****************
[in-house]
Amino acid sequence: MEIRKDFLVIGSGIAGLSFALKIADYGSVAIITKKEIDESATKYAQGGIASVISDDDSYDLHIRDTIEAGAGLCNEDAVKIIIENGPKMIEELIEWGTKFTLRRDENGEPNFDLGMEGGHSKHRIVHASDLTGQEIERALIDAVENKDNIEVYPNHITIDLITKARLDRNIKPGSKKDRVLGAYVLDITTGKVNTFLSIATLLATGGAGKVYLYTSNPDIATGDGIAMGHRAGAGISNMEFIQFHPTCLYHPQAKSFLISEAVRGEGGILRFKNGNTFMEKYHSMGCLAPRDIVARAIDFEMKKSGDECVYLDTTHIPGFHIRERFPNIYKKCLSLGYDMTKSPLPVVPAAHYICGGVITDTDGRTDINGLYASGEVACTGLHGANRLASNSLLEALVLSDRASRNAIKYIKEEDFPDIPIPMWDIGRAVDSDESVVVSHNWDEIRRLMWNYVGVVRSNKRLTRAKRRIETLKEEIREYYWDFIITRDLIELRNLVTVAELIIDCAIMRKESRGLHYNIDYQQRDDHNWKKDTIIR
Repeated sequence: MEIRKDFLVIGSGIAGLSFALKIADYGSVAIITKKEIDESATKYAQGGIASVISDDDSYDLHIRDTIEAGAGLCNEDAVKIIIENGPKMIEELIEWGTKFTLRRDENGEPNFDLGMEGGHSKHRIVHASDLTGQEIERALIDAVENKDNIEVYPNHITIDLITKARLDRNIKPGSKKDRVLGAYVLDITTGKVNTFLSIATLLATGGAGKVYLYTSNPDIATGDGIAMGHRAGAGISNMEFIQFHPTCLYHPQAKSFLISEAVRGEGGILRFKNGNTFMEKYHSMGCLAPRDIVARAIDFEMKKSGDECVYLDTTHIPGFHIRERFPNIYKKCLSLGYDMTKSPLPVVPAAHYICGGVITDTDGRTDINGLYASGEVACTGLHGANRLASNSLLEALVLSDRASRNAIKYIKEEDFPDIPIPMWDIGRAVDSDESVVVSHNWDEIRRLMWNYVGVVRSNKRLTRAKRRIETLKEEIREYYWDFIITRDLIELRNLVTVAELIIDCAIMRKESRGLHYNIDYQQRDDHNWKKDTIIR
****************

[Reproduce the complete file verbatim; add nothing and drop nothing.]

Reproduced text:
[in-house]
Amino acid sequence: MEIRKDFLVIGSGIAGLSFALKIADYGSVAIITKKEIDESATKYAQGGIASVISDDDSYDLHIRDTIEAGAGLCNEDAVKIIIENGPKMIEELIEWGTKFTLRRDENGEPNFDLGMEGGHSKHRIVHASDLTGQEIERALIDAVENKDNIEVYPNHITIDLITKARLDRNIKPGSKKDRVLGAYVLDITTGKVNTFLSIATLLATGGAGKVYLYTSNPDIATGDGIAMGHRAGAGISNMEFIQFHPTCLYHPQAKSFLISEAVRGEGGILRFKNGNTFMEKYHSMGCLAPRDIVARAIDFEMKKSGDECVYLDTTHIPGFHIRERFPNIYKKCLSLGYDMTKSPLPVVPAAHYICGGVITDTDGRTDINGLYASGEVACTGLHGANRLASNSLLEALVLSDRASRNAIKYIKEEDFPDIPIPMWDIGRAVDSDESVVVSHNWDEIRRLMWNYVGVVRSNKRLTRAKRRIETLKEEIREYYWDFIITRDLIELRNLVTVAELIIDCAIMRKESRGLHYNIDYQQRDDHNWKKDTIIR
Repeated sequence: MEIRKDFLVIGSGIAGLSFALKIADYGSVAIITKKEIDESATKYAQGGIASVISDDDSYDLHIRDTIEAGAGLCNEDAVKIIIENGPKMIEELIEWGTKFTLRRDENGEPNFDLGMEGGHSKHRIVHASDLTGQEIERALIDAVENKDNIEVYPNHITIDLITKARLDRNIKPGSKKDRVLGAYVLDITTGKVNTFLSIATLLATGGAGKVYLYTSNPDIATGDGIAMGHRAGAGISNMEFIQFHPTCLYHPQAKSFLISEAVRGEGGILRFKNGNTFMEKYHSMGCLAPRDIVARAIDFEMKKSGDECVYLDTTHIPGFHIRERFPNIYKKCLSLGYDMTKSPLPVVPAAHYICGGVITDTDGRTDINGLYASGEVACTGLHGANRLASNSLLEALVLSDRASRNAIKYIKEEDFPDIPIPMWDIGRAVDSDESVVVSHNWDEIRRLMWNYVGVVRSNKRLTRAKRRIETLKEEIREYYWDFIITRDLIELRNLVTVAELIIDCAIMRKESRGLHYNIDYQQRDDHNWKKDTIIR